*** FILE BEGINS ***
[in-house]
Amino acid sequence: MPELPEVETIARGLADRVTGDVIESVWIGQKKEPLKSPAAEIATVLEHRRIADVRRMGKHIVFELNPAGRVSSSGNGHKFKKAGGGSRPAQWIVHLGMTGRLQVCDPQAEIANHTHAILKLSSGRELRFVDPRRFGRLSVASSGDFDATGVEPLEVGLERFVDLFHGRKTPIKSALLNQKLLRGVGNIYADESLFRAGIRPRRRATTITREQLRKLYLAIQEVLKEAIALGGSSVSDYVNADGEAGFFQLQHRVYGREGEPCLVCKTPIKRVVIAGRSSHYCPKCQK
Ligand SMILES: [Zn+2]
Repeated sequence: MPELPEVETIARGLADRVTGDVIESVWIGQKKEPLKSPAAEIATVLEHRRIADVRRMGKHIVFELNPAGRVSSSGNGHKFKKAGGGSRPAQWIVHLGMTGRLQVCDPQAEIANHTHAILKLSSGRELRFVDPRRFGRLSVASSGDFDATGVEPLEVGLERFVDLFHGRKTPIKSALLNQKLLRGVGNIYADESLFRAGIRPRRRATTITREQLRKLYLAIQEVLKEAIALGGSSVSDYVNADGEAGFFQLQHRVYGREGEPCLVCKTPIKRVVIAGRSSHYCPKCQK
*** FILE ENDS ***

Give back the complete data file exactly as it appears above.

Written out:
[in-house]
Amino acid sequence: MPELPEVETIARGLADRVTGDVIESVWIGQKKEPLKSPAAEIATVLEHRRIADVRRMGKHIVFELNPAGRVSSSGNGHKFKKAGGGSRPAQWIVHLGMTGRLQVCDPQAEIANHTHAILKLSSGRELRFVDPRRFGRLSVASSGDFDATGVEPLEVGLERFVDLFHGRKTPIKSALLNQKLLRGVGNIYADESLFRAGIRPRRRATTITREQLRKLYLAIQEVLKEAIALGGSSVSDYVNADGEAGFFQLQHRVYGREGEPCLVCKTPIKRVVIAGRSSHYCPKCQK
Ligand SMILES: [Zn+2]
Repeated sequence: MPELPEVETIARGLADRVTGDVIESVWIGQKKEPLKSPAAEIATVLEHRRIADVRRMGKHIVFELNPAGRVSSSGNGHKFKKAGGGSRPAQWIVHLGMTGRLQVCDPQAEIANHTHAILKLSSGRELRFVDPRRFGRLSVASSGDFDATGVEPLEVGLERFVDLFHGRKTPIKSALLNQKLLRGVGNIYADESLFRAGIRPRRRATTITREQLRKLYLAIQEVLKEAIALGGSSVSDYVNADGEAGFFQLQHRVYGREGEPCLVCKTPIKRVVIAGRSSHYCPKCQK